Financial institutions that settled misconduct charges with New York State's financial regulator have committed new improper behavior and "serious compliance failures," the agency's head said on Wednesday.
Financial institutions that settled misconduct charges with New York State’s financial regulator have committed new improper behavior and “serious compliance failures,” the agency’s head said on Wednesday.
Monitors keeping tabs on the institutions discovered intentional misconduct, including improper foreign exchange trading practices, right up to the present day, said Maria Vullo, superintendent of the New York State Department of Financial Services. She declined to name the banks.
The department oversees banks in the state, including branches of some of the world’s largest financial institutions, and can revoke their licenses for doing business.
“Some of the discoveries are very troubling,” Vullo said during a forum for legal and compliance professionals in New York.
“There could very well be enforcement actions,” she told Reuters on the sidelines of the event.
The misconduct coming to light was not part of the regulator’s initial investigations, Vullo said. The remarks were her first since the state Senate confirmed her last week to lead the agency.
The agency first plans to work with the institutions in question to impose safeguards and improve the culture that led to the misconduct and compliance failures, Vullo said.
The department is involved in about 12 cases in which monitors have been appointed to check up on whether financial institutions are complying with settlement terms.
Some of those monitorships overlap with others imposed by a number of authorities, including the U.S. Department of Justice, that are involved with certain cases along with the state agency.
Cases involving multiple authorities include agreements last year with Barclays Plc, which agreed to pay a total of $2.4 billion to settle allegations of foreign exchange manipulation by the U.S. Department of Justice, Commodities Futures Trading Commission and Federal Reserve, as well as the New York regulator. Barclay’s was also fined a record 284 million pounds ($441 million) by Britain’s Financial Conduct Authority.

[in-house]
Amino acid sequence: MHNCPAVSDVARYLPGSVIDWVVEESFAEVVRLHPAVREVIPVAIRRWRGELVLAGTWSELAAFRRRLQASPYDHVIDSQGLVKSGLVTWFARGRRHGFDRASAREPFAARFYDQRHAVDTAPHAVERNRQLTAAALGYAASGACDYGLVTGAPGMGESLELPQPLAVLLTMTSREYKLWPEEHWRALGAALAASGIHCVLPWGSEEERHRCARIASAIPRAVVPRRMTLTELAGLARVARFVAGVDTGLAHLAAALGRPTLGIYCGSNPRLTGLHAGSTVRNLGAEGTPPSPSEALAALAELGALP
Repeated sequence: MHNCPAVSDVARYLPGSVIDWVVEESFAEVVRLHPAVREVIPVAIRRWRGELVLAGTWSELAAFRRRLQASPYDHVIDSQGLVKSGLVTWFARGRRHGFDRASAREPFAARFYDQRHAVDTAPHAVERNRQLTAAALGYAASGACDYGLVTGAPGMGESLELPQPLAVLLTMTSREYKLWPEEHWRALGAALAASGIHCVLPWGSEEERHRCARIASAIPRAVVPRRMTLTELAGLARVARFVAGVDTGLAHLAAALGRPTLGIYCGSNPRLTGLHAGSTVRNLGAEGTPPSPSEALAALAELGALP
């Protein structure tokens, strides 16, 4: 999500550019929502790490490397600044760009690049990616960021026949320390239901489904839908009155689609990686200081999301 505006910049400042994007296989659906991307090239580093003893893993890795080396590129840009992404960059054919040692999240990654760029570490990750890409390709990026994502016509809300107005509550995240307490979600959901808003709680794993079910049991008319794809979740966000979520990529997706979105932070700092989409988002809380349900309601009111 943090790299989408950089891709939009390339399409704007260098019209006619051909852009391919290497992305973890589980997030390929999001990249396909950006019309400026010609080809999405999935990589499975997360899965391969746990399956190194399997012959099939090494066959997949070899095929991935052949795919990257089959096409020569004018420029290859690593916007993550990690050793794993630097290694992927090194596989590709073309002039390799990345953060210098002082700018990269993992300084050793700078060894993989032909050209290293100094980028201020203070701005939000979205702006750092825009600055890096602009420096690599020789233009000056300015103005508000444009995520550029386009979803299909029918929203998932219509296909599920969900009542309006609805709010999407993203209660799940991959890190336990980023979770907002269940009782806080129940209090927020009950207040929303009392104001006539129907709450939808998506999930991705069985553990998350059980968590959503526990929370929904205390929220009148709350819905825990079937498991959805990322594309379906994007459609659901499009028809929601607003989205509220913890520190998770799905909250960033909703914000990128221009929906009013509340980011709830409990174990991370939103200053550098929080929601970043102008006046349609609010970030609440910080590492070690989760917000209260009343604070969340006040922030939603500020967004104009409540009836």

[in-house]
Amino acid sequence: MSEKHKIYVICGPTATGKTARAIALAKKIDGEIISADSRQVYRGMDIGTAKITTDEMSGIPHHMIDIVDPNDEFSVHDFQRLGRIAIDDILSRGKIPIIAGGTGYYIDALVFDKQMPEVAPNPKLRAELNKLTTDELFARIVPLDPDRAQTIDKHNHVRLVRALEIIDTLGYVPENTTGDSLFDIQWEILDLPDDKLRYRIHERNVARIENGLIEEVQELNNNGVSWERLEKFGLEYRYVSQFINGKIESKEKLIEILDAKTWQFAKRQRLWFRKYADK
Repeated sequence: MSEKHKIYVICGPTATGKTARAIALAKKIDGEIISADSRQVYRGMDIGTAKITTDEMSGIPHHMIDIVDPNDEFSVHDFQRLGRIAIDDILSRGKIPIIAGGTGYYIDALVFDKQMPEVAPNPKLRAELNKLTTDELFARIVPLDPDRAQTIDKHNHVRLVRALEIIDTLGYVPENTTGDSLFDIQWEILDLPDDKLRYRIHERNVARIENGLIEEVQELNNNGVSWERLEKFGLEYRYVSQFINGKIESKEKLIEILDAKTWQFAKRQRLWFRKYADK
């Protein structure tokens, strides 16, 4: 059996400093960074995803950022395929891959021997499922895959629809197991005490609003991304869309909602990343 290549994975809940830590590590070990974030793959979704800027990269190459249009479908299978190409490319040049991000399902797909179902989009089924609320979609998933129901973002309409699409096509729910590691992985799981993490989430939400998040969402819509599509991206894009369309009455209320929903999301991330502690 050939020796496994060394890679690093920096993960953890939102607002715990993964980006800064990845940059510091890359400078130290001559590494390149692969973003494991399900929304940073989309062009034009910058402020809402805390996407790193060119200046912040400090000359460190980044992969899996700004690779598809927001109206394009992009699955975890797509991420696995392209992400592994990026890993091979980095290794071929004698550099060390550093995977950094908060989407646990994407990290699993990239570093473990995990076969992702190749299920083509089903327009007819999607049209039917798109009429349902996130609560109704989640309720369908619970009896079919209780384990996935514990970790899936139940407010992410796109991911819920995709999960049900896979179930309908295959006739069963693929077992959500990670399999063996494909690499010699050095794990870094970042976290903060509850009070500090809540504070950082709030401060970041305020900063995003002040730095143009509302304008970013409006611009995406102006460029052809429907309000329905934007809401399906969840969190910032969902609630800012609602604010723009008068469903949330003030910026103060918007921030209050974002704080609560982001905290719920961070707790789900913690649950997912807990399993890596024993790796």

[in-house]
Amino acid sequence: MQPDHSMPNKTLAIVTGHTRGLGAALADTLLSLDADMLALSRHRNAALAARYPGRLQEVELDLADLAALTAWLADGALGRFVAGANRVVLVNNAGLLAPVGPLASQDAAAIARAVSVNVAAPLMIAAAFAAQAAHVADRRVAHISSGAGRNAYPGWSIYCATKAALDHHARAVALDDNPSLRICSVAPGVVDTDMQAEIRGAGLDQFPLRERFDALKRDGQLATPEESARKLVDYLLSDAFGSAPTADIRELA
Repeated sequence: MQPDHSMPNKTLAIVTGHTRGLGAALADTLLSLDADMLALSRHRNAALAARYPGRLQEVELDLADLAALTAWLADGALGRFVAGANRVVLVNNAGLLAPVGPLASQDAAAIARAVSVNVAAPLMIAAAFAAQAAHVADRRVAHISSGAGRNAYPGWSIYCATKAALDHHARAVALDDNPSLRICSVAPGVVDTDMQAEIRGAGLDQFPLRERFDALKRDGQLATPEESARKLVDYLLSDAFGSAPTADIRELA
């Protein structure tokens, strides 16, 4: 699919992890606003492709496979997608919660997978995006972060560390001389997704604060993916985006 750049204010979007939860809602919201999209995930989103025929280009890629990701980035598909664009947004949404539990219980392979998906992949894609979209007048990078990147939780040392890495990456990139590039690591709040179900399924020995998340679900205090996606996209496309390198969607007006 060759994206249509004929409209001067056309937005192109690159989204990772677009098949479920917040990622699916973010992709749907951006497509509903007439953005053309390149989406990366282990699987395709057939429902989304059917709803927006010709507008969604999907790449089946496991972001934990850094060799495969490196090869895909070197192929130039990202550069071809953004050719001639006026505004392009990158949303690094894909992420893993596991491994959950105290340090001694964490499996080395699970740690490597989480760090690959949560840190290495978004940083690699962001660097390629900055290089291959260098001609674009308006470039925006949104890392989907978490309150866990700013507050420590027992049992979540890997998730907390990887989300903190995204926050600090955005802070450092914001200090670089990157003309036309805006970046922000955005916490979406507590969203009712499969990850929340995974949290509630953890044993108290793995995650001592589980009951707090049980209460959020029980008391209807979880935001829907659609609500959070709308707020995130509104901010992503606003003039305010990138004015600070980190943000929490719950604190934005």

Vullo declined to comment on whether other authorities or regulators had reached conclusions about misconduct that are similar to those of her agency.
Her remarks follow a U.S. monitor’s findings that HSBC Holdings Plc had not done enough to thwart money laundering, despite making significant progress since reaching a landmark 2012 settlement with U.S. prosecutors.
On another front, the regulator is close to releasing a revised version of rigorous anti-money laundering regulations it proposed last year, Vullo said.
Vullo signaled that the regulator may soften a provision that could result in criminal penalties for compliance officers who file incorrect or false certifications about the effectiveness of their firms’ anti-money laundering systems.
While compliance officers can still be held accountable, the regulator also plans to consider steps that compliance officers take to uncover problems, Vullo said during the forum, organized by Exiger, a New York-based compliance consultancy.